Exploiting Metal-Organic Coordination Polymers as Highly Efficient Immobilization Matrixes of Enzymes for Sensitive Electrochemical Biosensing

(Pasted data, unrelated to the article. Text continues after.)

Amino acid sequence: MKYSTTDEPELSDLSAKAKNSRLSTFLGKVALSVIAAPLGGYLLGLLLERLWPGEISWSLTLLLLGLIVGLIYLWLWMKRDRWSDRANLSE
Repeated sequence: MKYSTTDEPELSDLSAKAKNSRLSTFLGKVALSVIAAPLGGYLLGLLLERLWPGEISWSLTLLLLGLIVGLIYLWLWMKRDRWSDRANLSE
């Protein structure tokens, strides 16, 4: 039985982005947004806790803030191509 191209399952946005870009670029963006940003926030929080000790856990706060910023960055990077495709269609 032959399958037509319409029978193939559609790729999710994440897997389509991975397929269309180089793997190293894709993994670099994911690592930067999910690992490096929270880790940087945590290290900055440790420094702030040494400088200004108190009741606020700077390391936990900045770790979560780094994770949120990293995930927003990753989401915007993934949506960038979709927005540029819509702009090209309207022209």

We report on the exploitation of metal–organic coordination polymers (MOCPs) as new and efficient matrixes to immobilize enzymes for amperometric biosensing of glucose or phenols. A ligand, 2,5-dimercapto-1,3,4-thiadiazole (DMcT), two metallic salts, NaAuCl<sub>4</sub> and Na<sub>2</sub>PtCl<sub>6</sub>, and two enzymes, glucose oxidase (GOx) and tyrosinase, are used to demonstrate the novel concept. Briefly, one of the metallic salts is added into an aqueous suspension containing DMcT and one of the enzymes to trigger the metal–organic coordination reaction, and the yielded MOCPs-enzyme biocomposite (MEBC) is then cast-coated on an Au electrode for biosensing. The aqueous-phase coordination polymerization reactions of the metallic ions with DMcT are studied by visual inspection as well as some spectroscopic, microscopic, and electrochemical methods. The thus-prepared glucose and phenolic biosensors perform better in analytical performance (such as sensitivity and limit of detection) than those prepared by the conventional chemical and/or electrochemical polymerization methods and most of the reported analogous biosensors, as a result of the improved enzyme load/activity and mass-transfer efficiency after using the MOCPs materials with high adsorption/encapsulation capability and unique porous structure. For instance, the detection limit for catechol is as low as 0.2 nM here, being order(s) lower than those of most of the reported analogues. The enzyme electrode was also used to determine catachol in real samples with satisfactory results. The emerging MOCPs materials and the suggested aqueous-phase preparation strategy may find wide applications in the fields of bioanalysis, biocatalysis, and environmental monitoring.